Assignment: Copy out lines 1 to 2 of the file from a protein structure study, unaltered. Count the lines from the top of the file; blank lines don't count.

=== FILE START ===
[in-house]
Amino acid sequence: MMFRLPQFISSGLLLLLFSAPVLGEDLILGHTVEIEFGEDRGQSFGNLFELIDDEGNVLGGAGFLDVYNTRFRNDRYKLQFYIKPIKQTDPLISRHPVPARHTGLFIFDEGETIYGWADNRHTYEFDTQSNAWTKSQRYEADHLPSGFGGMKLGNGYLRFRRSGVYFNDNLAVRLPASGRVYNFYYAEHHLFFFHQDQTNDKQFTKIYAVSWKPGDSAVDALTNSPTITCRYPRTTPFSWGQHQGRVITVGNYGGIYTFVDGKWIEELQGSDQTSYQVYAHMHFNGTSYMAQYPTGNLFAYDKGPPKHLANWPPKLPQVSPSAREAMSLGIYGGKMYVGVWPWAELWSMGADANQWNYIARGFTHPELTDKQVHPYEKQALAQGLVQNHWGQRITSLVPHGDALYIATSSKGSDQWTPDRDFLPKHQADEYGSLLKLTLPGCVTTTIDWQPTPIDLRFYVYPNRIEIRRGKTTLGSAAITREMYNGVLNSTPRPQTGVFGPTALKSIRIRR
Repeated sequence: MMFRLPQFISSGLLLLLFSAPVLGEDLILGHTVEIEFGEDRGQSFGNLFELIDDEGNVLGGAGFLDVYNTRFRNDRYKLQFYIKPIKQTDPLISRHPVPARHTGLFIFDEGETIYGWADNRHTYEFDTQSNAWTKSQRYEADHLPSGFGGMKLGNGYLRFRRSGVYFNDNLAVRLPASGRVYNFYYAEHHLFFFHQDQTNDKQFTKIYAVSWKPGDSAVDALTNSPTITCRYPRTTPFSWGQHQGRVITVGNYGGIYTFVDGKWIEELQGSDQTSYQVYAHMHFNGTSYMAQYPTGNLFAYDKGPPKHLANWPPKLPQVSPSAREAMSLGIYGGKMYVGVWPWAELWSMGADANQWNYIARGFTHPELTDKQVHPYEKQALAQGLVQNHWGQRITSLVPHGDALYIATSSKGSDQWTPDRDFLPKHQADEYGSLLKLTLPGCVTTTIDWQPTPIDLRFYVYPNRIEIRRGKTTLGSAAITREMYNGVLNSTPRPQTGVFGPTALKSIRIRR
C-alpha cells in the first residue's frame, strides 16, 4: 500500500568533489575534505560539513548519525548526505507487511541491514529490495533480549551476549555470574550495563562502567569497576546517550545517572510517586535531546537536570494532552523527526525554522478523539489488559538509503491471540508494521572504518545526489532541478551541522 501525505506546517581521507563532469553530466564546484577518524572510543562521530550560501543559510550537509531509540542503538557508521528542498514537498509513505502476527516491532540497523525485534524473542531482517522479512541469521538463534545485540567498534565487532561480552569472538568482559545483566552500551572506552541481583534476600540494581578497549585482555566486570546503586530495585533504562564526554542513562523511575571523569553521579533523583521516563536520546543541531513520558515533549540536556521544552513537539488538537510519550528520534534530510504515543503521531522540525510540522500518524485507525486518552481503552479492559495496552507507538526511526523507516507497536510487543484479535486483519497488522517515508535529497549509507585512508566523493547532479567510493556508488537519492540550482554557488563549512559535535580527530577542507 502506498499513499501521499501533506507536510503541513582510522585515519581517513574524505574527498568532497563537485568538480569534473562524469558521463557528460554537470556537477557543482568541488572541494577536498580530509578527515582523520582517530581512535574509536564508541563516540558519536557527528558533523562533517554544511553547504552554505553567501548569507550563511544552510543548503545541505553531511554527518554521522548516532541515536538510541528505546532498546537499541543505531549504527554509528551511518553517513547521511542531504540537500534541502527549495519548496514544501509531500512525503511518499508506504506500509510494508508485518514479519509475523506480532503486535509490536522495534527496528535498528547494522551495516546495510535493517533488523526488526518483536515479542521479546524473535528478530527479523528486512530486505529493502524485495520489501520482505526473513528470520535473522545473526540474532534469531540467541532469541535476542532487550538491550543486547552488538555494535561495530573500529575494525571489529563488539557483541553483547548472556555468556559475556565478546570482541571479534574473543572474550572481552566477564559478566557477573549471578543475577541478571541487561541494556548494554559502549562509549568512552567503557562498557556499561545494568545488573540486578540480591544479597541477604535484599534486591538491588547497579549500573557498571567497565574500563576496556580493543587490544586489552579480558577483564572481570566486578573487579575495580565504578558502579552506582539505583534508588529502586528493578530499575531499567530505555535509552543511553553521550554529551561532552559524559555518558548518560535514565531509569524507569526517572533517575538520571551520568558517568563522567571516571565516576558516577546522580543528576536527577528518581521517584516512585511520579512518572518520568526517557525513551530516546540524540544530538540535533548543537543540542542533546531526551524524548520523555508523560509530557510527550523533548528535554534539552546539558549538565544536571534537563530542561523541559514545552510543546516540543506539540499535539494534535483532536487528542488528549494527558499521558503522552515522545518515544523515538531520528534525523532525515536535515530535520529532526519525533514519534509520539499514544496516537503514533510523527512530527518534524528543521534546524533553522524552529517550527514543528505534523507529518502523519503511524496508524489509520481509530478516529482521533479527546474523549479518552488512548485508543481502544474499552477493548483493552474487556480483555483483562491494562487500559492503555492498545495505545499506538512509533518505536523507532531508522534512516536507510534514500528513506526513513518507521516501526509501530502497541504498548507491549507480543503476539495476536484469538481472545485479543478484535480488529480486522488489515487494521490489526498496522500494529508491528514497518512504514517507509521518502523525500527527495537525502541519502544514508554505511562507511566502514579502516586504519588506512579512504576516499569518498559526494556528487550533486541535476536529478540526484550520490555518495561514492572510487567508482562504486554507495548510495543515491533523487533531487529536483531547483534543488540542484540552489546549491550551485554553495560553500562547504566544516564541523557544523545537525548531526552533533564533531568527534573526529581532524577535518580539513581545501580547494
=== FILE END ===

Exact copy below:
[in-house]
Amino acid sequence: MMFRLPQFISSGLLLLLFSAPVLGEDLILGHTVEIEFGEDRGQSFGNLFELIDDEGNVLGGAGFLDVYNTRFRNDRYKLQFYIKPIKQTDPLISRHPVPARHTGLFIFDEGETIYGWADNRHTYEFDTQSNAWTKSQRYEADHLPSGFGGMKLGNGYLRFRRSGVYFNDNLAVRLPASGRVYNFYYAEHHLFFFHQDQTNDKQFTKIYAVSWKPGDSAVDALTNSPTITCRYPRTTPFSWGQHQGRVITVGNYGGIYTFVDGKWIEELQGSDQTSYQVYAHMHFNGTSYMAQYPTGNLFAYDKGPPKHLANWPPKLPQVSPSAREAMSLGIYGGKMYVGVWPWAELWSMGADANQWNYIARGFTHPELTDKQVHPYEKQALAQGLVQNHWGQRITSLVPHGDALYIATSSKGSDQWTPDRDFLPKHQADEYGSLLKLTLPGCVTTTIDWQPTPIDLRFYVYPNRIEIRRGKTTLGSAAITREMYNGVLNSTPRPQTGVFGPTALKSIRIRR